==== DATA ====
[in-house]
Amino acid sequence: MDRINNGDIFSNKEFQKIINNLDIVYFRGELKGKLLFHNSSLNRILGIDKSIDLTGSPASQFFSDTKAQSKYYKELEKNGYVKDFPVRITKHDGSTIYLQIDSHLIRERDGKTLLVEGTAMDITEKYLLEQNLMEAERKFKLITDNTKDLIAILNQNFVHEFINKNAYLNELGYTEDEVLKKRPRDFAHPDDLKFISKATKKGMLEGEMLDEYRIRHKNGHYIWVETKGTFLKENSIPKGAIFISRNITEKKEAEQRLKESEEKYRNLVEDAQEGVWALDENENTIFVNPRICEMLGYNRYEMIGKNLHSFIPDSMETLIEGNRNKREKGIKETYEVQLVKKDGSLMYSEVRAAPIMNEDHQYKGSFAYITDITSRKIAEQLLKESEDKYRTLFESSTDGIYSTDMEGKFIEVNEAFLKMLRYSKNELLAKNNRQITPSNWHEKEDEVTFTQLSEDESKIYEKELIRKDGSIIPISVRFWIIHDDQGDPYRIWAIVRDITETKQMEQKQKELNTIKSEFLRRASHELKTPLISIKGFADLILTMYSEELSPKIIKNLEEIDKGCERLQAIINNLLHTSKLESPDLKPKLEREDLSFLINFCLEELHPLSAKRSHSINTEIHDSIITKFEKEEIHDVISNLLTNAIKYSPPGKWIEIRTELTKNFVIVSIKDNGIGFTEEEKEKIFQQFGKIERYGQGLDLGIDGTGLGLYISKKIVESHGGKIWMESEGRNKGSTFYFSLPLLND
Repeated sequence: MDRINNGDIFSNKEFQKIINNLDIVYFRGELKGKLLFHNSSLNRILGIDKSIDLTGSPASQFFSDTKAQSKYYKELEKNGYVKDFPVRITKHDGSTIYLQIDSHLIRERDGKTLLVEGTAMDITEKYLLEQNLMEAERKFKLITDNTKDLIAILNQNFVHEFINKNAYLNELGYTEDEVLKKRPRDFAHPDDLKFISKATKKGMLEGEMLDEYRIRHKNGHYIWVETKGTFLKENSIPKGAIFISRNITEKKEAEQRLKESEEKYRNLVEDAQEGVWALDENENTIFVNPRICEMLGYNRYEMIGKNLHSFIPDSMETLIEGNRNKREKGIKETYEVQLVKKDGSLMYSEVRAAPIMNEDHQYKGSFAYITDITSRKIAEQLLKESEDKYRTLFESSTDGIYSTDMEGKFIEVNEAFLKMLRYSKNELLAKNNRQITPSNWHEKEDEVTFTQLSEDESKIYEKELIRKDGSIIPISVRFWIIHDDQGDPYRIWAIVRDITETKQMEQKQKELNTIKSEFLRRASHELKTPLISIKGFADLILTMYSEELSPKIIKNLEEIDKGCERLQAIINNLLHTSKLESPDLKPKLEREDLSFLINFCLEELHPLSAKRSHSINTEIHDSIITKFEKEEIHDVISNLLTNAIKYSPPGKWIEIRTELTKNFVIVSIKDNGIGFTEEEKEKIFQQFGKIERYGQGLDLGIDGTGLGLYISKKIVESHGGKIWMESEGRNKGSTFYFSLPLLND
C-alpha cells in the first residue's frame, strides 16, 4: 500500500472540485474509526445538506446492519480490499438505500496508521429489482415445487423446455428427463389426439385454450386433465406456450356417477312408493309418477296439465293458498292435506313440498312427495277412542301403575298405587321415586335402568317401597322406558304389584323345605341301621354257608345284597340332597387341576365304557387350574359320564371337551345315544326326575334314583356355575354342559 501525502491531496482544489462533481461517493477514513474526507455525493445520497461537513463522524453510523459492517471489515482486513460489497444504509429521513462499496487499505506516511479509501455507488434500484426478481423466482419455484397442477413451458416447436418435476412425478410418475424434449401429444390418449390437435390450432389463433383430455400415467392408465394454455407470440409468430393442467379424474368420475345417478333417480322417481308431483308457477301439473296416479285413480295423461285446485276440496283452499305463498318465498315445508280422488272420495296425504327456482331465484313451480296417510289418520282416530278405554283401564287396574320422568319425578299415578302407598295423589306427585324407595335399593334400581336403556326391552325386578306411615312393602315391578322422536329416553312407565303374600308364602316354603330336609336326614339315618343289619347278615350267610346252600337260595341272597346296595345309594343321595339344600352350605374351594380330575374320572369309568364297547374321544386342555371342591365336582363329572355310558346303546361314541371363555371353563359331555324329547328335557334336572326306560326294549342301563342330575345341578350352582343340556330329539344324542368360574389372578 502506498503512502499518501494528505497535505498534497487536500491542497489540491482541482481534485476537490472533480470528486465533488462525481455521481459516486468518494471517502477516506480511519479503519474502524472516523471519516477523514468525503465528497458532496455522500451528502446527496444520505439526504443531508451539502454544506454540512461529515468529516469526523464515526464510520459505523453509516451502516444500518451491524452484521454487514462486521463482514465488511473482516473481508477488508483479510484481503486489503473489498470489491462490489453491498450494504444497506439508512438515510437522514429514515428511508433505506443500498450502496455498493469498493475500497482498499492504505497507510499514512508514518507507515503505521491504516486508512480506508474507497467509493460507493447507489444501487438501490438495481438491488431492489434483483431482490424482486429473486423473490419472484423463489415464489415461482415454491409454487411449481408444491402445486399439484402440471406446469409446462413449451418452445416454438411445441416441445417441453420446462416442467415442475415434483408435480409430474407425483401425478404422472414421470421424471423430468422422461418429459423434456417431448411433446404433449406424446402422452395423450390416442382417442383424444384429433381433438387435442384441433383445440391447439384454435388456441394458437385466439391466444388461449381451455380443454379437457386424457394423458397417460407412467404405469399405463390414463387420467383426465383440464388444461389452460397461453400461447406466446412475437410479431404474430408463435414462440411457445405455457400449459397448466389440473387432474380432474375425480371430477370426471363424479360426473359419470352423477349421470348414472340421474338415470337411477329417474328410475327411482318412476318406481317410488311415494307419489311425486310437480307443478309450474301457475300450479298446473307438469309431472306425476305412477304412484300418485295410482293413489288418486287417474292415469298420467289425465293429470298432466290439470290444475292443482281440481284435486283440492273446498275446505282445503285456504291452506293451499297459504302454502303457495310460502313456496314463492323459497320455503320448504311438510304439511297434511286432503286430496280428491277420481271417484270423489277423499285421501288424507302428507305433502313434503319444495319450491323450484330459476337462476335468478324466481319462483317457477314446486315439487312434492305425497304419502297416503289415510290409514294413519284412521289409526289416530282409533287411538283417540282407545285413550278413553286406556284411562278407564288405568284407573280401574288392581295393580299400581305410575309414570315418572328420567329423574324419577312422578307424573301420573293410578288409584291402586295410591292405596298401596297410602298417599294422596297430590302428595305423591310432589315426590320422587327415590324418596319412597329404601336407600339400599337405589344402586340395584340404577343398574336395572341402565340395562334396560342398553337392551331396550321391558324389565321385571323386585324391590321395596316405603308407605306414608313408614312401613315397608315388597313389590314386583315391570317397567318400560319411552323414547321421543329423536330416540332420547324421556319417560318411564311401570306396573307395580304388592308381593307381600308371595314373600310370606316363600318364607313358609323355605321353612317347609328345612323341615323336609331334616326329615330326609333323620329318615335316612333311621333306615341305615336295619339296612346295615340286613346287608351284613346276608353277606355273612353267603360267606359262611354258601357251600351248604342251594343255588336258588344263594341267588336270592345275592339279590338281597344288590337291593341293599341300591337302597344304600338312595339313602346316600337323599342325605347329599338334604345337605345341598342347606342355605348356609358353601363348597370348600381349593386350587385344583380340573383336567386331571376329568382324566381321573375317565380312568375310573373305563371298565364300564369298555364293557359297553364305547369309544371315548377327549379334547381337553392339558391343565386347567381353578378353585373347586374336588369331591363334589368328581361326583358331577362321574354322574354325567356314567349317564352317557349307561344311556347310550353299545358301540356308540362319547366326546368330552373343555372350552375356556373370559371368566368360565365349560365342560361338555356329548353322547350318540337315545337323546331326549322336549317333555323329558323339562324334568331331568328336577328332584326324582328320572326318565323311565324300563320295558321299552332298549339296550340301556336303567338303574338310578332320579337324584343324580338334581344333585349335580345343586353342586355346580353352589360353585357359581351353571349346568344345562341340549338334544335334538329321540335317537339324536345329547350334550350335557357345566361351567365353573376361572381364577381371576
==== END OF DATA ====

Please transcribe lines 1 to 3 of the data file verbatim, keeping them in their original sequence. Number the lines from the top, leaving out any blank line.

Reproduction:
[in-house]
Amino acid sequence: MDRINNGDIFSNKEFQKIINNLDIVYFRGELKGKLLFHNSSLNRILGIDKSIDLTGSPASQFFSDTKAQSKYYKELEKNGYVKDFPVRITKHDGSTIYLQIDSHLIRERDGKTLLVEGTAMDITEKYLLEQNLMEAERKFKLITDNTKDLIAILNQNFVHEFINKNAYLNELGYTEDEVLKKRPRDFAHPDDLKFISKATKKGMLEGEMLDEYRIRHKNGHYIWVETKGTFLKENSIPKGAIFISRNITEKKEAEQRLKESEEKYRNLVEDAQEGVWALDENENTIFVNPRICEMLGYNRYEMIGKNLHSFIPDSMETLIEGNRNKREKGIKETYEVQLVKKDGSLMYSEVRAAPIMNEDHQYKGSFAYITDITSRKIAEQLLKESEDKYRTLFESSTDGIYSTDMEGKFIEVNEAFLKMLRYSKNELLAKNNRQITPSNWHEKEDEVTFTQLSEDESKIYEKELIRKDGSIIPISVRFWIIHDDQGDPYRIWAIVRDITETKQMEQKQKELNTIKSEFLRRASHELKTPLISIKGFADLILTMYSEELSPKIIKNLEEIDKGCERLQAIINNLLHTSKLESPDLKPKLEREDLSFLINFCLEELHPLSAKRSHSINTEIHDSIITKFEKEEIHDVISNLLTNAIKYSPPGKWIEIRTELTKNFVIVSIKDNGIGFTEEEKEKIFQQFGKIERYGQGLDLGIDGTGLGLYISKKIVESHGGKIWMESEGRNKGSTFYFSLPLLND
Repeated sequence: MDRINNGDIFSNKEFQKIINNLDIVYFRGELKGKLLFHNSSLNRILGIDKSIDLTGSPASQFFSDTKAQSKYYKELEKNGYVKDFPVRITKHDGSTIYLQIDSHLIRERDGKTLLVEGTAMDITEKYLLEQNLMEAERKFKLITDNTKDLIAILNQNFVHEFINKNAYLNELGYTEDEVLKKRPRDFAHPDDLKFISKATKKGMLEGEMLDEYRIRHKNGHYIWVETKGTFLKENSIPKGAIFISRNITEKKEAEQRLKESEEKYRNLVEDAQEGVWALDENENTIFVNPRICEMLGYNRYEMIGKNLHSFIPDSMETLIEGNRNKREKGIKETYEVQLVKKDGSLMYSEVRAAPIMNEDHQYKGSFAYITDITSRKIAEQLLKESEDKYRTLFESSTDGIYSTDMEGKFIEVNEAFLKMLRYSKNELLAKNNRQITPSNWHEKEDEVTFTQLSEDESKIYEKELIRKDGSIIPISVRFWIIHDDQGDPYRIWAIVRDITETKQMEQKQKELNTIKSEFLRRASHELKTPLISIKGFADLILTMYSEELSPKIIKNLEEIDKGCERLQAIINNLLHTSKLESPDLKPKLEREDLSFLINFCLEELHPLSAKRSHSINTEIHDSIITKFEKEEIHDVISNLLTNAIKYSPPGKWIEIRTELTKNFVIVSIKDNGIGFTEEEKEKIFQQFGKIERYGQGLDLGIDGTGLGLYISKKIVESHGGKIWMESEGRNKGSTFYFSLPLLND